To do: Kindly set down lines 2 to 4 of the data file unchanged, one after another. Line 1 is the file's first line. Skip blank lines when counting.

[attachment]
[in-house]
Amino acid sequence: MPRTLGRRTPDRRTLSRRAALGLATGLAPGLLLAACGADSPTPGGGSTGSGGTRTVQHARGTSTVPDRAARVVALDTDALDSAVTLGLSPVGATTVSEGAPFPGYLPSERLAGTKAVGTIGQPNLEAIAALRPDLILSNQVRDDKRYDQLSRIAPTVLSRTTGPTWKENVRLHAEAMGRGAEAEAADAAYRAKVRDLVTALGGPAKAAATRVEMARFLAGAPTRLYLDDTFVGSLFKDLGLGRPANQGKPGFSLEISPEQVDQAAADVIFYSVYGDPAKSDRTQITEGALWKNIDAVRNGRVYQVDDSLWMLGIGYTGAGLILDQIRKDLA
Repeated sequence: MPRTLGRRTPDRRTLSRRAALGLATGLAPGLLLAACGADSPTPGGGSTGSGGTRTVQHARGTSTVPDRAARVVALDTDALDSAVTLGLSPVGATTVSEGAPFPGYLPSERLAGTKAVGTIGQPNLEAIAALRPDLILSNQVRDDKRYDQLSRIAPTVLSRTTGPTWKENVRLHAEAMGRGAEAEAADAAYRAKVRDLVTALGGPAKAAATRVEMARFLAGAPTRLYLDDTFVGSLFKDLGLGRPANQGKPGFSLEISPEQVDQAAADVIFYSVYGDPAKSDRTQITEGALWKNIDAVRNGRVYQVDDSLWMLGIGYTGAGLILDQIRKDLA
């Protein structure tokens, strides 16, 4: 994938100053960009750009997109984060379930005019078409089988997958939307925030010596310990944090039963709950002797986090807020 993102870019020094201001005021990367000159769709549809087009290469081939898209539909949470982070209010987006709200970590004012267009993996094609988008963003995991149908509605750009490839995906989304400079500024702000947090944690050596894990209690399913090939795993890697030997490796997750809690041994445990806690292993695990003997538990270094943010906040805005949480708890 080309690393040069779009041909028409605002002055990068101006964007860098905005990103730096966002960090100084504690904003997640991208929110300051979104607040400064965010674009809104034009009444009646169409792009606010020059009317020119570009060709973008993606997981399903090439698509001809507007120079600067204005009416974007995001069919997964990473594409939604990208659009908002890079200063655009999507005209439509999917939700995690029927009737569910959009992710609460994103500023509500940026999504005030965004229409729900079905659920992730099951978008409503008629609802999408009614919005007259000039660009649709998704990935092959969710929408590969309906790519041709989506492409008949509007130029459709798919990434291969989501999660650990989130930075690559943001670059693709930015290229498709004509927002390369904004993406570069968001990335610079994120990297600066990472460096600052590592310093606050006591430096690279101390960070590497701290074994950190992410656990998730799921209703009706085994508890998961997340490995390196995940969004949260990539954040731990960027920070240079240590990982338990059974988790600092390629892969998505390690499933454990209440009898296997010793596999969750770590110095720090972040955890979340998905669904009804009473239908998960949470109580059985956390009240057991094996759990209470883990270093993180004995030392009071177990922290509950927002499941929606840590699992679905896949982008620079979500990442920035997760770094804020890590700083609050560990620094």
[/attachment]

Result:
Amino acid sequence: MPRTLGRRTPDRRTLSRRAALGLATGLAPGLLLAACGADSPTPGGGSTGSGGTRTVQHARGTSTVPDRAARVVALDTDALDSAVTLGLSPVGATTVSEGAPFPGYLPSERLAGTKAVGTIGQPNLEAIAALRPDLILSNQVRDDKRYDQLSRIAPTVLSRTTGPTWKENVRLHAEAMGRGAEAEAADAAYRAKVRDLVTALGGPAKAAATRVEMARFLAGAPTRLYLDDTFVGSLFKDLGLGRPANQGKPGFSLEISPEQVDQAAADVIFYSVYGDPAKSDRTQITEGALWKNIDAVRNGRVYQVDDSLWMLGIGYTGAGLILDQIRKDLA
Repeated sequence: MPRTLGRRTPDRRTLSRRAALGLATGLAPGLLLAACGADSPTPGGGSTGSGGTRTVQHARGTSTVPDRAARVVALDTDALDSAVTLGLSPVGATTVSEGAPFPGYLPSERLAGTKAVGTIGQPNLEAIAALRPDLILSNQVRDDKRYDQLSRIAPTVLSRTTGPTWKENVRLHAEAMGRGAEAEAADAAYRAKVRDLVTALGGPAKAAATRVEMARFLAGAPTRLYLDDTFVGSLFKDLGLGRPANQGKPGFSLEISPEQVDQAAADVIFYSVYGDPAKSDRTQITEGALWKNIDAVRNGRVYQVDDSLWMLGIGYTGAGLILDQIRKDLA
């Protein structure tokens, strides 16, 4: 994938100053960009750009997109984060379930005019078409089988997958939307925030010596310990944090039963709950002797986090807020 993102870019020094201001005021990367000159769709549809087009290469081939898209539909949470982070209010987006709200970590004012267009993996094609988008963003995991149908509605750009490839995906989304400079500024702000947090944690050596894990209690399913090939795993890697030997490796997750809690041994445990806690292993695990003997538990270094943010906040805005949480708890 080309690393040069779009041909028409605002002055990068101006964007860098905005990103730096966002960090100084504690904003997640991208929110300051979104607040400064965010674009809104034009009444009646169409792009606010020059009317020119570009060709973008993606997981399903090439698509001809507007120079600067204005009416974007995001069919997964990473594409939604990208659009908002890079200063655009999507005209439509999917939700995690029927009737569910959009992710609460994103500023509500940026999504005030965004229409729900079905659920992730099951978008409503008629609802999408009614919005007259000039660009649709998704990935092959969710929408590969309906790519041709989506492409008949509007130029459709798919990434291969989501999660650990989130930075690559943001670059693709930015290229498709004509927002390369904004993406570069968001990335610079994120990297600066990472460096600052590592310093606050006591430096690279101390960070590497701290074994950190992410656990998730799921209703009706085994508890998961997340490995390196995940969004949260990539954040731990960027920070240079240590990982338990059974988790600092390629892969998505390690499933454990209440009898296997010793596999969750770590110095720090972040955890979340998905669904009804009473239908998960949470109580059985956390009240057991094996759990209470883990270093993180004995030392009071177990922290509950927002499941929606840590699992679905896949982008620079979500990442920035997760770094804020890590700083609050560990620094």